Work in the Senecioneae includes papers with Robinson and continnucd with a paper still to be published with S. Studies in the Astereae on Diplostephium and Oritrophium were also continuing at the time of Cuatrecasas’ death.

Don Jose was an excellent photographer and his research files contain numerous photos, some on glass negatives, dating from his field work in Colombia in the ‘s and 40’s. A selection of them with legends that he prepared were on display at the Montane Forest Symposium at the New York Botanical Garden, One of these is a cabin in the mountains made out oiespeletia Figure 1.


Currently the photos are on display in the Department of Botany, Smithsonian Institution. Cuatrecasas received many honors in his long career, including festschrifts in Lazaroa, volume 5, ; in Flora Neotropica, Monograph, number 2, supplement, ; in Revista de la Academia Colombiana de Ciencias Exactas, Fisicas y Naturales, volume 17, ; the Cruz de Boyaca awarded by the Colombian government, and the Gran Cruz de Alfonso X el Sabio by the Spanish government.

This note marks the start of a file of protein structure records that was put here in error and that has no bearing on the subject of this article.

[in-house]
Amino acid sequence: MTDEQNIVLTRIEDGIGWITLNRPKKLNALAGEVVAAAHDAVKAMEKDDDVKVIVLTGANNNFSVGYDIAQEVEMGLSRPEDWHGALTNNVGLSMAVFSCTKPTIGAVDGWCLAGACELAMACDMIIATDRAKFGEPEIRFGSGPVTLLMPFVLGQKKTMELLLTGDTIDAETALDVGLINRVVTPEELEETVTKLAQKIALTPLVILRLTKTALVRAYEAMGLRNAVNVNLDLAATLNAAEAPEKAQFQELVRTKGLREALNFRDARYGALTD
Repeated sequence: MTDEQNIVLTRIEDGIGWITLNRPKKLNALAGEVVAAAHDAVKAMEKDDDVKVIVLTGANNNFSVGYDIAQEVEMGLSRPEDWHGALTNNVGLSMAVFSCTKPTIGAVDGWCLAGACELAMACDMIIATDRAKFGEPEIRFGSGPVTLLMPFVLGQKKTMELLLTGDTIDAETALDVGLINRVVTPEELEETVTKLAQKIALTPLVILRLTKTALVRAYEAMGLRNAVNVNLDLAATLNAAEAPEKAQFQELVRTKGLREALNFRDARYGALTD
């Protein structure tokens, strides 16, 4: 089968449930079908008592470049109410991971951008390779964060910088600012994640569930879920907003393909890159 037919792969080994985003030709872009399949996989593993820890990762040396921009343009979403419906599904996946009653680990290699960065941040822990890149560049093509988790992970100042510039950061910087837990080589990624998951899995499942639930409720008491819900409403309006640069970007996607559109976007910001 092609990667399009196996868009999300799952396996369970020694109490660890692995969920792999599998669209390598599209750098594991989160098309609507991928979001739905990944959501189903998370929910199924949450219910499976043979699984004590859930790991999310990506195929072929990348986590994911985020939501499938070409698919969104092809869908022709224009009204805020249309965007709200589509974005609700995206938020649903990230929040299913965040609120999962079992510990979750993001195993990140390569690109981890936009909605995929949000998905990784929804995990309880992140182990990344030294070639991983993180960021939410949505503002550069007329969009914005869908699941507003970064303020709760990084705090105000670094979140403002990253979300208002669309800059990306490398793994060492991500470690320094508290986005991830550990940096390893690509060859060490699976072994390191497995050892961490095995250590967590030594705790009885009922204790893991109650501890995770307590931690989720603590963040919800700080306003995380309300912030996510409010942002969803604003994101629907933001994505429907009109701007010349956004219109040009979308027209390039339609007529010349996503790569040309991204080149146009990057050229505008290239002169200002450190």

Three additional tributes are found in Quercus Cuatrecasas is an author or coauthor of two subtribes, Espeletiinae and Hinterhuberinae, and many genera of the Asteraceae: A quick check of the Index Kewensis gives a list of records novelties, his transfers, transfers by others based on his names, nomina novae with Cuatrecasas in the author field of which an astounding are Compositae records.

Few taxonomists can work in the family Compositae without making use of his work. At the time of the festschrift. Cuatrecasas was listed with B. Merxmiiller, as individuals who had made truly constructive and insightful contributions to the arborex of the Asteraceae in the fu-st ibgue quarters of this Century. Cuatrecasas collected extensively and in areas that were difficult to reach.

Over the years many new taxa have been described based on his collections. Eight genera have been named in honor of Eton Jose in five families, Cuatresia A. Robinson, and Neocuatrecasia R. Additonally, there are now species named for him in the following families: We have found over epithets honoring Cuatrecasas and they take a variety of forms: Tributes of this type will inevitably continue as the flra collections by Cuau-ecasas continue to be studied.